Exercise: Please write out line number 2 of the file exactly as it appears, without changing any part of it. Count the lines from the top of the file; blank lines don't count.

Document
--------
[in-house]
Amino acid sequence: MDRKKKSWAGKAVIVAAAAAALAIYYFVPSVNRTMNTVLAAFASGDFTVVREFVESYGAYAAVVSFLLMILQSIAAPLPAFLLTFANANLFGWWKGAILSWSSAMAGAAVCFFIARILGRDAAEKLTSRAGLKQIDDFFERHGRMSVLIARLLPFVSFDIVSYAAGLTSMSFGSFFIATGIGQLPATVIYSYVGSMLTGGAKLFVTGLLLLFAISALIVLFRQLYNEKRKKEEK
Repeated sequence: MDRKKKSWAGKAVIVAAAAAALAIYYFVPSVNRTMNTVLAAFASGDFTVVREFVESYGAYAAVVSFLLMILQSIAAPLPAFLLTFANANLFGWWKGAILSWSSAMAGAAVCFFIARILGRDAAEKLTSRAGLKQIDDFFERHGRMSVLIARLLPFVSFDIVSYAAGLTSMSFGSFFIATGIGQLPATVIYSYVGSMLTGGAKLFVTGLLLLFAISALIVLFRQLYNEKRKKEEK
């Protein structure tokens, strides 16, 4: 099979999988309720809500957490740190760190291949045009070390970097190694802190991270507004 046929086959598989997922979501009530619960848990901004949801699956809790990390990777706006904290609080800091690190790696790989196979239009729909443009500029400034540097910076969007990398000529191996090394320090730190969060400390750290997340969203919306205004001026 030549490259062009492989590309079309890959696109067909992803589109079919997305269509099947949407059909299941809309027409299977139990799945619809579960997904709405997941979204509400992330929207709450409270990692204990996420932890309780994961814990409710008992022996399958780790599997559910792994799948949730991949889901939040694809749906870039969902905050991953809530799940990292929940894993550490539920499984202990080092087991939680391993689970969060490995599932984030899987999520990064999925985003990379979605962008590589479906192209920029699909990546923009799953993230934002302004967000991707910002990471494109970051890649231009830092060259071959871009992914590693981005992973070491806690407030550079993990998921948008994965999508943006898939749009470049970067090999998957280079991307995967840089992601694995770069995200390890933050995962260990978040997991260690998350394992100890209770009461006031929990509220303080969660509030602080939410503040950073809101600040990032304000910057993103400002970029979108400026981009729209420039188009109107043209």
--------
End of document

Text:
Amino acid sequence: MDRKKKSWAGKAVIVAAAAAALAIYYFVPSVNRTMNTVLAAFASGDFTVVREFVESYGAYAAVVSFLLMILQSIAAPLPAFLLTFANANLFGWWKGAILSWSSAMAGAAVCFFIARILGRDAAEKLTSRAGLKQIDDFFERHGRMSVLIARLLPFVSFDIVSYAAGLTSMSFGSFFIATGIGQLPATVIYSYVGSMLTGGAKLFVTGLLLLFAISALIVLFRQLYNEKRKKEEK